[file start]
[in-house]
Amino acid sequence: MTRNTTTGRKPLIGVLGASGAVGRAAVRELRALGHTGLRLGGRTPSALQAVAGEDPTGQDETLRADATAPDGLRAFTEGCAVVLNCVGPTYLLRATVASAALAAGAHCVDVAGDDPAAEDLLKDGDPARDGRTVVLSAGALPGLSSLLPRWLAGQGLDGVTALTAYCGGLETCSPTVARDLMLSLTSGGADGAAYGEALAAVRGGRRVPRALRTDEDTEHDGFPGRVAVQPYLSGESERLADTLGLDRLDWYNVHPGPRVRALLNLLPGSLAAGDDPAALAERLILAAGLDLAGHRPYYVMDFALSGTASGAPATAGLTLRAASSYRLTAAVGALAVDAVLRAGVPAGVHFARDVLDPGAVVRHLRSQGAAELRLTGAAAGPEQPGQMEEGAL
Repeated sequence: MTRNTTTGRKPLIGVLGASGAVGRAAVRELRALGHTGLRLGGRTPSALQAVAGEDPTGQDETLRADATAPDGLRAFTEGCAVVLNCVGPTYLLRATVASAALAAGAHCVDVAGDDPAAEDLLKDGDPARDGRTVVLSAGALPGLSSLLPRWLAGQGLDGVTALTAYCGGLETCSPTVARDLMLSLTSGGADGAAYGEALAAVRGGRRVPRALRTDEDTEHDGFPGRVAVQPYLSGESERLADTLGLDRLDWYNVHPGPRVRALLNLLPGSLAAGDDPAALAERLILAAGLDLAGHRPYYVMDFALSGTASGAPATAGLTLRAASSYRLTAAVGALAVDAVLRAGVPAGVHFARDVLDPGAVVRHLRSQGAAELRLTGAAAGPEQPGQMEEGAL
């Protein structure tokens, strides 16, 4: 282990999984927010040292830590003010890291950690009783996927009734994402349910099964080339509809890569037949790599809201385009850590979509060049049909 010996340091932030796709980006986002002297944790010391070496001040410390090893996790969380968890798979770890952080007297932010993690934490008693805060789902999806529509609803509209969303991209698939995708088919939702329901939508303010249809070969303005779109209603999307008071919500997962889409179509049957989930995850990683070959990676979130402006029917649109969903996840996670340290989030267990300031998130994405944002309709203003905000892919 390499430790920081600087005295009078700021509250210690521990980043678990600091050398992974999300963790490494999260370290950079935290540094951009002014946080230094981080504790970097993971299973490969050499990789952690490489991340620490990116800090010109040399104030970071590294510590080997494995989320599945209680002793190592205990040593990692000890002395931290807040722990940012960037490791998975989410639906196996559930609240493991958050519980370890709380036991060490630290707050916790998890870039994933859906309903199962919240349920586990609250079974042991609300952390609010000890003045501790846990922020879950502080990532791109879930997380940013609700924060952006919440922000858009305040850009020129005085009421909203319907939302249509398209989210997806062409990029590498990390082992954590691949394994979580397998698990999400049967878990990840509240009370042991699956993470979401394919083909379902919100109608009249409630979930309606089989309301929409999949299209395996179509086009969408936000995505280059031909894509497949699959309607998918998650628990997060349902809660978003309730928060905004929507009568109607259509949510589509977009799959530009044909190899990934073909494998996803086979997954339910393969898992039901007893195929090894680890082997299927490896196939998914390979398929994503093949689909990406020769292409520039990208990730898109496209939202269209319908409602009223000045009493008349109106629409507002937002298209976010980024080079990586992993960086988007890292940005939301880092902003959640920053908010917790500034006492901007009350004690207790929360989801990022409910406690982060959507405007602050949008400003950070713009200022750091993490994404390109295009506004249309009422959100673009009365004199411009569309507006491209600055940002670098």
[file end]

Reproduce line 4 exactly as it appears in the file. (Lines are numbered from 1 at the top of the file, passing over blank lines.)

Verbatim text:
């Protein structure tokens, strides 16, 4: 282990999984927010040292830590003010890291950690009783996927009734994402349910099964080339509809890569037949790599809201385009850590979509060049049909 010996340091932030796709980006986002002297944790010391070496001040410390090893996790969380968890798979770890952080007297932010993690934490008693805060789902999806529509609803509209969303991209698939995708088919939702329901939508303010249809070969303005779109209603999307008071919500997962889409179509049957989930995850990683070959990676979130402006029917649109969903996840996670340290989030267990300031998130994405944002309709203003905000892919 390499430790920081600087005295009078700021509250210690521990980043678990600091050398992974999300963790490494999260370290950079935290540094951009002014946080230094981080504790970097993971299973490969050499990789952690490489991340620490990116800090010109040399104030970071590294510590080997494995989320599945209680002793190592205990040593990692000890002395931290807040722990940012960037490791998975989410639906196996559930609240493991958050519980370890709380036991060490630290707050916790998890870039994933859906309903199962919240349920586990609250079974042991609300952390609010000890003045501790846990922020879950502080990532791109879930997380940013609700924060952006919440922000858009305040850009020129005085009421909203319907939302249509398209989210997806062409990029590498990390082992954590691949394994979580397998698990999400049967878990990840509240009370042991699956993470979401394919083909379902919100109608009249409630979930309606089989309301929409999949299209395996179509086009969408936000995505280059031909894509497949699959309607998918998650628990997060349902809660978003309730928060905004929507009568109607259509949510589509977009799959530009044909190899990934073909494998996803086979997954339910393969898992039901007893195929090894680890082997299927490896196939998914390979398929994503093949689909990406020769292409520039990208990730898109496209939202269209319908409602009223000045009493008349109106629409507002937002298209976010980024080079990586992993960086988007890292940005939301880092902003959640920053908010917790500034006492901007009350004690207790929360989801990022409910406690982060959507405007602050949008400003950070713009200022750091993490994404390109295009506004249309009422959100673009009365004199411009569309507006491209600055940002670098």